In my view this is an appropriate case where the multiplier should have been higher. I set aside the multiplier of 10 and substitute therefore a multiplier of 15 months. This would translate to a compensation of K67,696.95 less K45,131.30 already paid. The balance is K22,565.65 which should be paid.

As to the second ground of appeal which is interest claimed, I do not see any basis for the same. Like the lower court I would refuse to grant any interest as claimed or at all. The appellant argues that the agreed rate of interest was 24.50866% per annum and for 12 years. That percentage has not been substantiated. The terms and conditions which he tendered in evidence contained nothing of the sort. (See Exhibit A P 4).

As to damages for being put in police cell for no good reason it would appear that this is being raised for the first time. It appears not to have been raised in the Industrial Relations Court at commencement of the proceedings nor was it raised with the High Court on appeal before Hon. Justice Chinangwa.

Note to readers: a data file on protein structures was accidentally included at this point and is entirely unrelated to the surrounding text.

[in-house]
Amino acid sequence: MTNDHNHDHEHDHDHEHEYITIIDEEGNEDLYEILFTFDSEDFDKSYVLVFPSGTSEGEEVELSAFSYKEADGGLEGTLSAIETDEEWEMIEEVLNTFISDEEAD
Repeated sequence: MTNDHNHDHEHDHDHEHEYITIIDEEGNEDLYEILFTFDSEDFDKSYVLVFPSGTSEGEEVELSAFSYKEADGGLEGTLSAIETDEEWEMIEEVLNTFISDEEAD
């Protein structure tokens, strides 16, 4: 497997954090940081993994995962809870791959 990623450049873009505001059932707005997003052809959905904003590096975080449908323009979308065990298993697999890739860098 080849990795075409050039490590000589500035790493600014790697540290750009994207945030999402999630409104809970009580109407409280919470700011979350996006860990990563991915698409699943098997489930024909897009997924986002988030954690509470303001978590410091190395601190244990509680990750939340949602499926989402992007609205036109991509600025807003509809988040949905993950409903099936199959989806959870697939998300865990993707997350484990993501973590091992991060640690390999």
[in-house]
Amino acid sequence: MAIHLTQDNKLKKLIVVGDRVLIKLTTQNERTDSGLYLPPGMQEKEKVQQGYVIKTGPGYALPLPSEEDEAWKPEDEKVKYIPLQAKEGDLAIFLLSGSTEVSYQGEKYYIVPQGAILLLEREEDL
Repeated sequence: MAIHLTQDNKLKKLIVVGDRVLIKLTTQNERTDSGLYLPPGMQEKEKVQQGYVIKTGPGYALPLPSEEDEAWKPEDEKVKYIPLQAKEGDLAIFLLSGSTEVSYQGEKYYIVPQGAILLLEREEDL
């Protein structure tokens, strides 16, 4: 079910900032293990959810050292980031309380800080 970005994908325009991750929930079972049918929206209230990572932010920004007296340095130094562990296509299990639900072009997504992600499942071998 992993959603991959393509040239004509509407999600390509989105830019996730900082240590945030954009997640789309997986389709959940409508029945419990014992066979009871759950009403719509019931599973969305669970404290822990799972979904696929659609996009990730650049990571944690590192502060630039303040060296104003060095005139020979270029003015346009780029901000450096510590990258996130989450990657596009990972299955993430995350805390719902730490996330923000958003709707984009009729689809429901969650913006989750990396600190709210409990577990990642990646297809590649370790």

In the case of Frackson Chitheka v The Attorney General (Ministry of Finance Civil Appeal No. 67 of 2008 this court dealt with an appeal against an order of assessment of compensation by the Industrial Relations Court. The appellant in that case sought damages for defamation, unlawful imprisonment for 42 days and 42 nights and for having contracted TB, dysentery and Malaria while in incarceration among other claims. This court was emphatic that the Industrial Relations Court is there to give compensation for unfair dismissal and not to award damages in relation to criminal prosecutions which have nothing to do with the Industrial Relations Court; being a specialized court. Claims for defamation or unlawful imprisonment should be made through fresh proceedings in regular courts and not the Industrial Relations Court. The claims for damages cannot succeed here. The same can be said regarding the claim for losses suffered due to dismissal and withholding pension benefits. It is also rejected in this court.